economic and political reviewA storm is hitting markets as central bankers threaten to raise interest rates to choke off inflation. Growth-focused funds have been hit hard – Scottish Mortgage’s shares are 20% lower than they were a month ago, for example. However, it is not all doom and gloom writes James Carthew


Polar Capital Global Financials Trust is trading at a 2.5% premium to NAV. It has made some modest progress in NAV and share price since we last highlighted it in July 2021. It has continued to expand as well, the market cap is now above £500m.

Banks, which dominate the trust’s portfolio have had a tough time of it over more than a decade. Interest rates were slashed in the wake of the global financial crisis and cut to the bone again when COVID-19 appeared. That squeezed banks’ margins and a generation of investors wrote them off as poor investments.

The glimmer of a post-COVID recovery that we saw when the vaccines were proven to work in November 2020 was seen as good news for the banking sector. Fears of a swathe of bankruptcies were averted by generous government bailouts. Expectations grew that interest rates would recover to pre-COVID levels.

This was enough to rekindle interest in Polar Capital Global Financials, and that allowed it to re-expand – reversing the effect of a sizable tender offer in the depths of COVID despair.

For the most part, the looked-for interest rate rises did not materialise, however. The Bank of England managed to nudge its official rate from 0.1% to 0.25% in December but there was nothing from the US or the European Central Bank (ECB).

Today, though, the story has moved on. Now the ambition is not just for pre-COVID levels of interest rates but perhaps an eventual return to a more normal, pre-global financial crisis economy.

Inflation is higher and more persistent than most commentators predicted. The labour market is tighter than forecast too, as furloughed workers reinvented their careers and many people decided to retire early or reduce their working hours.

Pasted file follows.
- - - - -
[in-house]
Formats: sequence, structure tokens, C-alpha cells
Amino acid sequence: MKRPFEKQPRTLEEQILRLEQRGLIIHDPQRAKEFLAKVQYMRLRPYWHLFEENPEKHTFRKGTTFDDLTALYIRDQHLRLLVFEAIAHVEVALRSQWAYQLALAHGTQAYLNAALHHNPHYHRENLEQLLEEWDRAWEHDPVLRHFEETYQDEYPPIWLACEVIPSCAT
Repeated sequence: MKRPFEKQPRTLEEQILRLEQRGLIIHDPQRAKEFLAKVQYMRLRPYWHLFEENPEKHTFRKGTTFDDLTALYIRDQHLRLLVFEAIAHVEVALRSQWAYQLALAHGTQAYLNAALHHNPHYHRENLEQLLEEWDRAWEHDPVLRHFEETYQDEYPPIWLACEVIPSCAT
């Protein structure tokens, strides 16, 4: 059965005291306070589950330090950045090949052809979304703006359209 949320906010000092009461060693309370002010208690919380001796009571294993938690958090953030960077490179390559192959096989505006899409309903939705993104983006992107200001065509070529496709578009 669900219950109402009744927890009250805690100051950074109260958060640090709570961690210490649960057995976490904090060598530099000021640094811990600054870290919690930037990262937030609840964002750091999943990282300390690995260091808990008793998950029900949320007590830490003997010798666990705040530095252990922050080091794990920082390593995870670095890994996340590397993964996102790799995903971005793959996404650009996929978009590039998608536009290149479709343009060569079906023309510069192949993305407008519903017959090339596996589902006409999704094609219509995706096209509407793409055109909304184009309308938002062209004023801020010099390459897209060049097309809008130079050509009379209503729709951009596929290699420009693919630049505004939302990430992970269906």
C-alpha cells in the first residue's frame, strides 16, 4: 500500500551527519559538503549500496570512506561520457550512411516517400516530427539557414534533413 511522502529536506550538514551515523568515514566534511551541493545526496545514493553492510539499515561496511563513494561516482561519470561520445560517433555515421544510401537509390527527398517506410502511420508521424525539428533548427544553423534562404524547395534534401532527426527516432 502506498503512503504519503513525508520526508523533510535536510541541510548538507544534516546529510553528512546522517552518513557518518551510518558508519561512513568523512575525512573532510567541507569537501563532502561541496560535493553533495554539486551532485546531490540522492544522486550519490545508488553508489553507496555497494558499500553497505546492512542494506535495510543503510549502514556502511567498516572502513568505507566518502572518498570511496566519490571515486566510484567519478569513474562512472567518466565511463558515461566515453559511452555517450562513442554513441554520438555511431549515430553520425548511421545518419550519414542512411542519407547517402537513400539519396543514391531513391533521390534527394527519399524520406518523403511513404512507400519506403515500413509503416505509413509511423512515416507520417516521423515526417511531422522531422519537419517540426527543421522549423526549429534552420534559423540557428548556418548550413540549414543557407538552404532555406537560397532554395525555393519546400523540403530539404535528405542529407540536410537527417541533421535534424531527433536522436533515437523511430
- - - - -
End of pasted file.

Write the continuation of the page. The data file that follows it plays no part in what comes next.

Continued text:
The chairman of the US Federal Reserve, Jay Powell, gave a press conference this week in which he refused to rule out hiking rates after every scheduled meeting (in other words, seven times) this year. This was one reason for the sharp falls in markets this week.

Next week, we could see another rate rise in the UK – to 0.5% seems most likely. The laggard is likely to be the ECB. A more cautious approach to coping with Omicron means that the European economy has not rebounded to the same extent that the US and UK have. Its recovery should come eventually, however. The ECB is saying that it is unlikely to increase rates this year. However, that is already putting pressure on the euro relative to the dollar and the pound, potentially exacerbating Europe’s inflation problem as it drives up the cost of imports.

Polar Capital Global Financials’ portfolio is skewed towards the US and the UK with very little exposure to the EU. The management team are optimistic about the trust’s prospects and so are investors.

The trust is running out of room to issue new shares and shareholders will vote next week on increasing the number of shares it can create. The company has also launched a placing of new shares at a 1.5% premium to NAV. We wish it every success.

economic and political review


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